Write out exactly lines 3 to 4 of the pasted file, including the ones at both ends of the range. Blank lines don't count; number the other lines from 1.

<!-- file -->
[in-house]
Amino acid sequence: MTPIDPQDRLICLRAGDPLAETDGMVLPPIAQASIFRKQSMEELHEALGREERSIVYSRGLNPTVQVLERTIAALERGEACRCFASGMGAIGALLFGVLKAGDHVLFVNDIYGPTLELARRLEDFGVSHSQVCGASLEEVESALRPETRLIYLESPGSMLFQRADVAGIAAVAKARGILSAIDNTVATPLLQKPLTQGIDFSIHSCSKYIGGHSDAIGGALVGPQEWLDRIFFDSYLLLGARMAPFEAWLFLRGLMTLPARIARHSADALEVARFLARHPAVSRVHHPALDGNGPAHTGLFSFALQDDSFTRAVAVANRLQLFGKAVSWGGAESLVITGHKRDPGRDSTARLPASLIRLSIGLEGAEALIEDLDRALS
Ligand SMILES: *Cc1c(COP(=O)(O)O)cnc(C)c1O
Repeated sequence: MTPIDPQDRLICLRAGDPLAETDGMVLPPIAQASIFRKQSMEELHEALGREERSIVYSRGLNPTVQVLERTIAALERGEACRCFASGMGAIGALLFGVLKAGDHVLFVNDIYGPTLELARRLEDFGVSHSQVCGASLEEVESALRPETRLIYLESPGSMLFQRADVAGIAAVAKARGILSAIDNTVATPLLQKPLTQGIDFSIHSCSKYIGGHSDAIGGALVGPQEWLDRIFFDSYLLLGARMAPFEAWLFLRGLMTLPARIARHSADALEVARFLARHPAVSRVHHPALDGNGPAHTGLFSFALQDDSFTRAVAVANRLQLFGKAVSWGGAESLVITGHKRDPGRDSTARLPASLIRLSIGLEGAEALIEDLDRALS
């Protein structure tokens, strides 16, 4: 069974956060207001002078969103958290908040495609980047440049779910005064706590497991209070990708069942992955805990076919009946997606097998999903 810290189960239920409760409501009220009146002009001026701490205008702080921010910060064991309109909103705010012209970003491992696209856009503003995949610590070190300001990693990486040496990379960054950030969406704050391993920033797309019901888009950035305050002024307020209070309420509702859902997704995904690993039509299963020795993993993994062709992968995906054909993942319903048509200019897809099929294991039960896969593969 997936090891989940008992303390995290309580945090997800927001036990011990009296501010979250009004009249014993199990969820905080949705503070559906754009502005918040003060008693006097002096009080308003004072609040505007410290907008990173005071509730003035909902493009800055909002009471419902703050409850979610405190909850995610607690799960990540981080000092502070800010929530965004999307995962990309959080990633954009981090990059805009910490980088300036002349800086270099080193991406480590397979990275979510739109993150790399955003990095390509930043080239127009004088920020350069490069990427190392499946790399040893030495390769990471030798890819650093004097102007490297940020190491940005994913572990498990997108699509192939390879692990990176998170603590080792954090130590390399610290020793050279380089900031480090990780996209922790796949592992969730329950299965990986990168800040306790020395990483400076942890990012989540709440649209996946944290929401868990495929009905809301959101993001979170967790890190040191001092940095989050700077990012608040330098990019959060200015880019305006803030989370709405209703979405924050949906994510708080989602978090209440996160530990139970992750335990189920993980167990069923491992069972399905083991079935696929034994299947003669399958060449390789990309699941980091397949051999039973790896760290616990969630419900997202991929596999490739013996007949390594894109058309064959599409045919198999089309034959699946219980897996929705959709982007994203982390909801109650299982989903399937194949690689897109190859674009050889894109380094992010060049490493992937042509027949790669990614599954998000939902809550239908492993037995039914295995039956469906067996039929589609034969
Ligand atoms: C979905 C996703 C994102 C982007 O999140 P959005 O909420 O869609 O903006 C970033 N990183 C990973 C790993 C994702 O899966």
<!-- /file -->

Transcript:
Ligand SMILES: *Cc1c(COP(=O)(O)O)cnc(C)c1O
Repeated sequence: MTPIDPQDRLICLRAGDPLAETDGMVLPPIAQASIFRKQSMEELHEALGREERSIVYSRGLNPTVQVLERTIAALERGEACRCFASGMGAIGALLFGVLKAGDHVLFVNDIYGPTLELARRLEDFGVSHSQVCGASLEEVESALRPETRLIYLESPGSMLFQRADVAGIAAVAKARGILSAIDNTVATPLLQKPLTQGIDFSIHSCSKYIGGHSDAIGGALVGPQEWLDRIFFDSYLLLGARMAPFEAWLFLRGLMTLPARIARHSADALEVARFLARHPAVSRVHHPALDGNGPAHTGLFSFALQDDSFTRAVAVANRLQLFGKAVSWGGAESLVITGHKRDPGRDSTARLPASLIRLSIGLEGAEALIEDLDRALS